Katie Mazza-Phillips

This happened in a candy store, mind you. Me, nearly forty years old, pushing a fifty-something bitch into a rack of taffy. She hit the display hard, flailing her arms around to steady herself. Or maybe she thought she could fucking fly if she flapped hard enough. Either way, she pulled the racks of taffy down with her. Her cushy ass stuck up in the air. A rainbow of chewy, pulled sugar scattered around her hands and knees. She was trying to get up, but she couldn’t quite make it. 

She had her kids with her, an older boy who was taller than me but thin enough to snap in half. The other kid was younger, a girl with a long braid of hair that she started sucking on while crying. The boy started crying, too, and screaming. He grabbed handfuls of hard candies from the penny candy barrel and chucked them at me. A couple of butterscotch candies flew over my head, but one of those candies that are wrapped up to look like a strawberry hit me rock solid between the eyes. I shouted and the boy stopped for a second. He seemed surprised, stunned really, that he hit his target. He was one of those kids that gets picked last for baseball teams, for sure. That pause gave me enough time to put him in a headlock and shake his hands loose of any more sugary ammo. 

“Stop. Stop. You’re hurting him,” his sister cried out in a thin, high-pitched voice.

“You always have to have your little sister fight your battles?” I asked him. 

He responded in the negative, or at least I think he did because he was muffled by the arm I had hooked around his neck. At this point, Mama Bear had righted herself and she was not happy. She charged and knocked me to the ground, but I took her son down with us. The three of us were rolling around in a tangled pile like a bunch of white chocolate pretzels. The other tourists in the store were laughing and clapping. A couple dressed in matching shirts that read “Life’s a Beach” were filming the whole thing on their phones. Later that night in our rented cottage, Donald would review the footage on Twitter. “Sweep the legs next time,” he’d say.

While the woman and I jabbed at each other, her son managed to extricate himself and began pelting me with hard candies again. A root beer barrel careened off my arm, but he was hitting his mother more than me. “Fucking stop it, Barry,” she finally yelled. 

Braid Girl was sucking and weeping as I pinned her mother to the ground. “Stop hitting yourself,” I commanded as I smacked her face over and over with her own hands.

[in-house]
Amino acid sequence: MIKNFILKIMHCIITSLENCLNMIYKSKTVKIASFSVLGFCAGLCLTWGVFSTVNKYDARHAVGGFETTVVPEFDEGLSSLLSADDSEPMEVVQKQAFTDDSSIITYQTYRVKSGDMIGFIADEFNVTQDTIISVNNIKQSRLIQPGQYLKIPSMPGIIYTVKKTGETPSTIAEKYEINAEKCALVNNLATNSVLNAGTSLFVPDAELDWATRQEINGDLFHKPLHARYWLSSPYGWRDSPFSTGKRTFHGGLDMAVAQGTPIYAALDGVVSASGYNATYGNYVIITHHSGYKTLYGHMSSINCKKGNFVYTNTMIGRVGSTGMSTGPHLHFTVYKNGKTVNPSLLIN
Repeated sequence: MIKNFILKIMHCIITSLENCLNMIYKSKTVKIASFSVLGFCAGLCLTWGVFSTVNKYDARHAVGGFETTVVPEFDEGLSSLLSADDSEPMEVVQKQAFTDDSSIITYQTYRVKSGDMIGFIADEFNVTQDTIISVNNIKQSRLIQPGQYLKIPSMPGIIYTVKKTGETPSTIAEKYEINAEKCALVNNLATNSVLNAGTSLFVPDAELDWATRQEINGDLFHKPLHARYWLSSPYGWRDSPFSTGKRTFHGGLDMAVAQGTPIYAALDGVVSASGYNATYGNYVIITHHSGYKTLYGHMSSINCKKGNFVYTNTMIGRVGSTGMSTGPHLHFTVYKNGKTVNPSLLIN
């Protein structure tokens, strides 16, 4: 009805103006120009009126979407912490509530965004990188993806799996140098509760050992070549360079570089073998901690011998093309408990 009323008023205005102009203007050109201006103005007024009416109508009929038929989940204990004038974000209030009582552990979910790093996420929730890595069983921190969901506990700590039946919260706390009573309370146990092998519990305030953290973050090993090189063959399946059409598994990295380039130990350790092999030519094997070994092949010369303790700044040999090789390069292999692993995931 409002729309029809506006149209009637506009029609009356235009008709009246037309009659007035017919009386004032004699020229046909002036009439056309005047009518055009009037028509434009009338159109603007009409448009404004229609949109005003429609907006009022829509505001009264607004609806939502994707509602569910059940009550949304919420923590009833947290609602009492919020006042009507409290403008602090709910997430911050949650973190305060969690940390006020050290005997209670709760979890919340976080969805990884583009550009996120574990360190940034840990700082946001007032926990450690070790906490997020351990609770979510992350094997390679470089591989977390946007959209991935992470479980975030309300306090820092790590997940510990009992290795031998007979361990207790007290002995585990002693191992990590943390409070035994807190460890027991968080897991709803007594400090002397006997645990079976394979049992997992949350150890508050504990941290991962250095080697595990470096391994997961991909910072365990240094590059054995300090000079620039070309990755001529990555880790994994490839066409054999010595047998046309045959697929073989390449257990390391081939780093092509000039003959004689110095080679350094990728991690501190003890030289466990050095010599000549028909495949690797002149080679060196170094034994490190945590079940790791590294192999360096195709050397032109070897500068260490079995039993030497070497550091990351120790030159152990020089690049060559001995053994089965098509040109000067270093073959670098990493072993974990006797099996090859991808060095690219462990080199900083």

The woman started crying, too, which meant I had won. But I didn’t stop, not until a cop pulled me off her. I recognized him as the guy who helped pedestrians cross the intersection in front of the Crab Shack. His neon-yellow vest got all twisted around when he grabbed me.

“She took the last giant gobstopper,” I pleaded in my own defense. “Ripped it right out of my hands.”

“What?” the traffic cop said.

“You’re psychotic,” the lady yelled.

“And you’re a thief,” I spat back.

“I’ve seen fistfights over parking spaces. Once a souvenir seller accused another souvenir seller of being in his territory,” the cop said. “But I’ve never seen two grown women fighting over candy before.” 

He wrote us citations for disturbing the peace or something made up like that. As he was handing me my citation, the teenage cashier came out of the store’s backroom. 

“We have a couple more gobstoppers in storage,” she said. “You guys want ‘em?” 

I bought one and the lady bought one, the original having rolled off somewhere during our scuffle. The store manager asked that we not come back to the candy store ever again.

The gobstopper changes flavors as you lick it. It’s so big it lasts all day, while you shop or walk the beach or try to pretend that everyone in a seaside town isn’t whispering about you. Blueberry. Banana. A kind of melon flavor now. Something has to change so it might as well be the candy. It certainly isn’t going to be me. 

Katie Mazza-Phillips is a Creative Director at an advertising agency in New York. Her writing has appeared in Gargoyle Magazine and The Rat’s Ass Review. When not writing, Katie enjoys spending time at the beach with her husband and their dog, Ziggy. If you like seeing weird doodles and pictures of the ocean, you can follow Katie on Instagram at @worldofktebs

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